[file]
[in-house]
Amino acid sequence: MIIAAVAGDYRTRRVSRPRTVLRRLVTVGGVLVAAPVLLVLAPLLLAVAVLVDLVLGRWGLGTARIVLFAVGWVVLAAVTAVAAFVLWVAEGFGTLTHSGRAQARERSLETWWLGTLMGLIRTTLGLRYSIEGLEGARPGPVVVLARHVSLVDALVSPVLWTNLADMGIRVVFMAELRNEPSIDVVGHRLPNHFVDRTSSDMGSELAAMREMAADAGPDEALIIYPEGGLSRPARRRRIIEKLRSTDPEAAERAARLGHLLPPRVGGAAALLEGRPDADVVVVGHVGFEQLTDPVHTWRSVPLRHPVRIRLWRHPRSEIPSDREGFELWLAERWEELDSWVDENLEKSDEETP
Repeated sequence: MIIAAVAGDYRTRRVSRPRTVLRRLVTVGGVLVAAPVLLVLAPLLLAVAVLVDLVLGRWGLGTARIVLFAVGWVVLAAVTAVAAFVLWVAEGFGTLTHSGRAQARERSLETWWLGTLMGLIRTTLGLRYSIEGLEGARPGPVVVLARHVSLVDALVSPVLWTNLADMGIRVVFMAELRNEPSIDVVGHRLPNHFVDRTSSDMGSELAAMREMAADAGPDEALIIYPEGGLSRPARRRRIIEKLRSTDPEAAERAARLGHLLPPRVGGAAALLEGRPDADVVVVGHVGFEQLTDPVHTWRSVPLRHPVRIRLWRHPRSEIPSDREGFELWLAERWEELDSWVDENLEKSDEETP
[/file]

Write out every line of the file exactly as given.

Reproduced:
[in-house]
Amino acid sequence: MIIAAVAGDYRTRRVSRPRTVLRRLVTVGGVLVAAPVLLVLAPLLLAVAVLVDLVLGRWGLGTARIVLFAVGWVVLAAVTAVAAFVLWVAEGFGTLTHSGRAQARERSLETWWLGTLMGLIRTTLGLRYSIEGLEGARPGPVVVLARHVSLVDALVSPVLWTNLADMGIRVVFMAELRNEPSIDVVGHRLPNHFVDRTSSDMGSELAAMREMAADAGPDEALIIYPEGGLSRPARRRRIIEKLRSTDPEAAERAARLGHLLPPRVGGAAALLEGRPDADVVVVGHVGFEQLTDPVHTWRSVPLRHPVRIRLWRHPRSEIPSDREGFELWLAERWEELDSWVDENLEKSDEETP
Repeated sequence: MIIAAVAGDYRTRRVSRPRTVLRRLVTVGGVLVAAPVLLVLAPLLLAVAVLVDLVLGRWGLGTARIVLFAVGWVVLAAVTAVAAFVLWVAEGFGTLTHSGRAQARERSLETWWLGTLMGLIRTTLGLRYSIEGLEGARPGPVVVLARHVSLVDALVSPVLWTNLADMGIRVVFMAELRNEPSIDVVGHRLPNHFVDRTSSDMGSELAAMREMAADAGPDEALIIYPEGGLSRPARRRRIIEKLRSTDPEAAERAARLGHLLPPRVGGAAALLEGRPDADVVVVGHVGFEQLTDPVHTWRSVPLRHPVRIRLWRHPRSEIPSDREGFELWLAERWEELDSWVDENLEKSDEETP